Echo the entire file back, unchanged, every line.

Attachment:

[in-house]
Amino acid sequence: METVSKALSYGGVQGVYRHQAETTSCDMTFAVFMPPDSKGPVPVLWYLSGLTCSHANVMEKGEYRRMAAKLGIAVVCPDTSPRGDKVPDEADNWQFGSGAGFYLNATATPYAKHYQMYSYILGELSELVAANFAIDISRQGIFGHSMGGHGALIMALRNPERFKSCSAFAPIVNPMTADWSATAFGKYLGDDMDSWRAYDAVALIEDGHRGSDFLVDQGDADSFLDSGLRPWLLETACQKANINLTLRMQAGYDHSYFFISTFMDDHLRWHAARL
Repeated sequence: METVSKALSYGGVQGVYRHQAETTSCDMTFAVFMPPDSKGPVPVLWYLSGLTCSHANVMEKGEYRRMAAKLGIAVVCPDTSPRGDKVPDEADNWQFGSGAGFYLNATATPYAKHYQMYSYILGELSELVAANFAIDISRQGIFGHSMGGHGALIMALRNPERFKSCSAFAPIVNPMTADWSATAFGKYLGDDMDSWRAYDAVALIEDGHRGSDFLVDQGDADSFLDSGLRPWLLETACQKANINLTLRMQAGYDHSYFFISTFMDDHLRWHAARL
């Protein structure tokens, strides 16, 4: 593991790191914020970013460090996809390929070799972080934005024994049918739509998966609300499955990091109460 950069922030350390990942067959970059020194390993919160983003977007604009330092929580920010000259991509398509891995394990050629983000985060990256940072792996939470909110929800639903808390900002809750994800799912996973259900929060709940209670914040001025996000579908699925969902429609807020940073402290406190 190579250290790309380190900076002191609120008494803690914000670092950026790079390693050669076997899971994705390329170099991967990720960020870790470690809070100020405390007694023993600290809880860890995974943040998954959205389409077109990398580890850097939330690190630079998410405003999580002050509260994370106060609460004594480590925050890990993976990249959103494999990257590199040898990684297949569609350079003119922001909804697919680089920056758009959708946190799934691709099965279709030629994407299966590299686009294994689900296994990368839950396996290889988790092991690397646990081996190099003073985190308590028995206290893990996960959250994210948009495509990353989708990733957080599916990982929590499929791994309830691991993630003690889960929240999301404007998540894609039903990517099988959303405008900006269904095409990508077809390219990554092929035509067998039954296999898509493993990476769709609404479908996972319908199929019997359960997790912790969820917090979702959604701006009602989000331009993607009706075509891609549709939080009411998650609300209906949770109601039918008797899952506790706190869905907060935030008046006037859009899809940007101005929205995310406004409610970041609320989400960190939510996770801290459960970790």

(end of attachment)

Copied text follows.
[in-house]
Amino acid sequence: METVSKALSYGGVQGVYRHQAETTSCDMTFAVFMPPDSKGPVPVLWYLSGLTCSHANVMEKGEYRRMAAKLGIAVVCPDTSPRGDKVPDEADNWQFGSGAGFYLNATATPYAKHYQMYSYILGELSELVAANFAIDISRQGIFGHSMGGHGALIMALRNPERFKSCSAFAPIVNPMTADWSATAFGKYLGDDMDSWRAYDAVALIEDGHRGSDFLVDQGDADSFLDSGLRPWLLETACQKANINLTLRMQAGYDHSYFFISTFMDDHLRWHAARL
Repeated sequence: METVSKALSYGGVQGVYRHQAETTSCDMTFAVFMPPDSKGPVPVLWYLSGLTCSHANVMEKGEYRRMAAKLGIAVVCPDTSPRGDKVPDEADNWQFGSGAGFYLNATATPYAKHYQMYSYILGELSELVAANFAIDISRQGIFGHSMGGHGALIMALRNPERFKSCSAFAPIVNPMTADWSATAFGKYLGDDMDSWRAYDAVALIEDGHRGSDFLVDQGDADSFLDSGLRPWLLETACQKANINLTLRMQAGYDHSYFFISTFMDDHLRWHAARL
């Protein structure tokens, strides 16, 4: 593991790191914020970013460090996809390929070799972080934005024994049918739509998966609300499955990091109460 950069922030350390990942067959970059020194390993919160983003977007604009330092929580920010000259991509398509891995394990050629983000985060990256940072792996939470909110929800639903808390900002809750994800799912996973259900929060709940209670914040001025996000579908699925969902429609807020940073402290406190 190579250290790309380190900076002191609120008494803690914000670092950026790079390693050669076997899971994705390329170099991967990720960020870790470690809070100020405390007694023993600290809880860890995974943040998954959205389409077109990398580890850097939330690190630079998410405003999580002050509260994370106060609460004594480590925050890990993976990249959103494999990257590199040898990684297949569609350079003119922001909804697919680089920056758009959708946190799934691709099965279709030629994407299966590299686009294994689900296994990368839950396996290889988790092991690397646990081996190099003073985190308590028995206290893990996960959250994210948009495509990353989708990733957080599916990982929590499929791994309830691991993630003690889960929240999301404007998540894609039903990517099988959303405008900006269904095409990508077809390219990554092929035509067998039954296999898509493993990476769709609404479908996972319908199929019997359960997790912790969820917090979702959604701006009602989000331009993607009706075509891609549709939080009411998650609300209906949770109601039918008797899952506790706190869905907060935030008046006037859009899809940007101005929205995310406004409610970041609320989400960190939510996770801290459960970790």